Men Without Women by Haruki Murakami review a quiet panic

There are shades of Hemingway in these stories about men who choose loneliness in the avoidance of pain

A quiet panic afflicts the male characters in Hemingways 1927collection Men Without Women, thattouchstone in the development of both Hemingwayism and the short story. Men should never put themselves in the position where they can lose someone, a bereaved Italian soldier warns Hemingways long-running protagonist Nick Adams: instead, a man should find things he cannot lose. Ninety years later, Haruki Murakamis men without women have come to the same conclusion, polishing it into a postmodern lifestyle.

Kafuko, a middle-aged character actor, used to be married. Throughout their life together, his wife had affairs, but he loved her, and though it was painful his heart was torn and his insides were bleeding he never dared ask her what deficiency she was tryng to make up for in their relationship; now its too late. In another story, jazz fan Kino blunders in on his wife having sex with his best friend and, apparently more embarrassed than wounded, decides to begin life again asa bar owner in another part of town. He equips the perfect establishment, then sits in it playing his favourite albums and waiting for his first customer, apolicy guaranteed to draw inspirits as unquietly defeated ashimself.

By the end of the title story, its narrator has concluded, in appropriately Hemingwayesque fashion, that when you lose one woman, you lose them all: you become, somehow, the representative of the category men without women, alone but not singular. To be trapped by that relentlessly rigid plural is to live at the heart of loneliness. But something about this rhetorical sleight of hand reveals loneliness as a coping strategy in itself. Kafuko the actor, for instance, performs his way into his exchanges with others, taking on the qualities of the person he needs to be in the situation hes in but he learned the technique in childhood, long before he got into the profession, long before his wife died. Why dont you have any friends? his new driver asks him one day, in a traffic jam on the Tokyo metropolitan expressway. Its an interesting question.

Theres a dialled-down quality to these men. Their exchanges with other people are limited to bedrooms and bars. They have one eccentricity each: they care about reading or cooking or the history of popular music. Murakami Man, we begin to see, has no friends because, in the pursuit of convenience and emotional self-protection, in proofing himself against grief, he chose distance. He chose loneliness long before he experienced loss. As a result, he is unable to take advantage of the predictable life he has been at such pains to organise. If he fails to connect with others, he fails, equally, to connect with himself.

Devotees will find plenty of signature Murakami here, in the empty, almost Lynchian interiors of Kino, the weird psychic landscape of the narrator of Men Without Women, the troubled Prague of Samsa in Love. Youre never quite sure about the storys boundaries sometimes you arent even sure its begun. Murakami never tells it until hes ready, and that may take pages of careful preparation. Hes as fascinated as his specimens by the complex layers of social geology in which theyre to be found embedded, so thats where he begins. Its up to thereader to work outwhy.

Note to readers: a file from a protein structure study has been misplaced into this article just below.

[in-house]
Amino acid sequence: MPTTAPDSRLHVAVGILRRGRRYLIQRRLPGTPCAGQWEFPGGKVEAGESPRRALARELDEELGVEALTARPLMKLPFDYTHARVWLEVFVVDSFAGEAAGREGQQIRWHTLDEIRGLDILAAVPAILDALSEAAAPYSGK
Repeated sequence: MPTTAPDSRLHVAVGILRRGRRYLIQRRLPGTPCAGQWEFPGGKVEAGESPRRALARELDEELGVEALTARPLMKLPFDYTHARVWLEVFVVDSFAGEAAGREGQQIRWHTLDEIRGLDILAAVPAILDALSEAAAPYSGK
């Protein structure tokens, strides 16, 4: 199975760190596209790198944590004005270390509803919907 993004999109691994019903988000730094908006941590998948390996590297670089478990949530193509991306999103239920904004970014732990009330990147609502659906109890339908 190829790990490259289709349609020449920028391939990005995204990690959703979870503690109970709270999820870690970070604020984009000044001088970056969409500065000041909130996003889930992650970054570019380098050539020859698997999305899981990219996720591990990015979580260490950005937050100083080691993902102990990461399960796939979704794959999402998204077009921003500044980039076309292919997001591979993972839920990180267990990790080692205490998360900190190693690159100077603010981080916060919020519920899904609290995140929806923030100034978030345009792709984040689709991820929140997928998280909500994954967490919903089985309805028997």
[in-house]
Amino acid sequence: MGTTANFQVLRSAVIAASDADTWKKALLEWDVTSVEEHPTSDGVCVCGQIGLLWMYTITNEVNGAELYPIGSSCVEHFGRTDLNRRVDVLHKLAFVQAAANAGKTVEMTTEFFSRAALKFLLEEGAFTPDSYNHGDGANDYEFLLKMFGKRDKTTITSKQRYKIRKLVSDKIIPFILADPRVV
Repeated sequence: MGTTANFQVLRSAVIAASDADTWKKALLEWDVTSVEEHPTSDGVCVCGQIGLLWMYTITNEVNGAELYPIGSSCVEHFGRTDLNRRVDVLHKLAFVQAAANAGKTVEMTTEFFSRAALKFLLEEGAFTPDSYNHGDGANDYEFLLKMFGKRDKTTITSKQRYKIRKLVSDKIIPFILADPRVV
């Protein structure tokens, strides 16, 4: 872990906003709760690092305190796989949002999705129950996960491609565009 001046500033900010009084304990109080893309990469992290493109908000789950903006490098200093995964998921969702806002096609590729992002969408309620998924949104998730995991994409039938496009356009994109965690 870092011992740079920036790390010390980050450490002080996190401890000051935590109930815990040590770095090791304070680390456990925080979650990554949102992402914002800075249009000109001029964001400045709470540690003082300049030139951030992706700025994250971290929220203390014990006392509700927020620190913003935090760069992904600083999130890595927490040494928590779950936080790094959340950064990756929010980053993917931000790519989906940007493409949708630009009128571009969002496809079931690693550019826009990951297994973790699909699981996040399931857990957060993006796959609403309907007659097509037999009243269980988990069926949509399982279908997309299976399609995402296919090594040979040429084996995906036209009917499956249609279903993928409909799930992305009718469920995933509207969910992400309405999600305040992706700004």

In Yesterday, Tanimura, who is from Kansai, divests himself so completely from the Kansai dialect that no one in Tokyo can believe he comes from there; while his friend Kitaru, in the attempt to become aserious supporter of the Hanshin Tigers baseball team, submerges himself in the Kansai dialect to the point where he seems to have been born there. Meanwhile, the narrator of An Independent Organ is teasing us: Im sure youll understand that the veracity of each tiny detail really isnt critical. All that matters, surely, is that a clear portrait should emerge.

The authorial voice is as subtle as the tease, unassumingly ironic enough to avoid the banality it explores: it calmly reveals the passive self-repression or puncturable egotism of the men. Murakamis women are a different matter. Their capacities seem to fall halfway between motherly and male: they are gruff caregivers. Misaki the chauffeur in Drive My Car speaks bluntly, wears a mans herringbone jacket and drives with a minimum of wasted effort. In Scheherazade, the eponymous storyteller is a housewife from a provincial city: her businesslike sexual manners remind the hero that shes a trained nurse.

Tale by tale, the different women unassuaged, and who can blame them move off to the peripheries. The men apologise for themselves and are content to drift, remaining puzzled as much by their own behaviour as anyone elses. Their stories are never less than readable, comic, amiably fantastic, human, yet with an entertainingly sarcastic edge, but verge on the bland. Unlike Hemingways Italian soldier, they cant pinpoint the moment their lives went wrong; they barely remember their previous condition and not well enough to describe it. Have they learned anything from experience? They say so. Were left wondering if thats true, or if, like Kino the barman, theyre really courting self-erasure.

M John Harrisons short story collection You Should Come With Me Now will be published by Comma later this year. Men Without Women is published by Harvill Secker. To order a copy for 14.44 (RRP 16.99) go to or call 0330 333 6846. Free UK p&p over 10, online orders only. Phone orders min p&p of 1.99.

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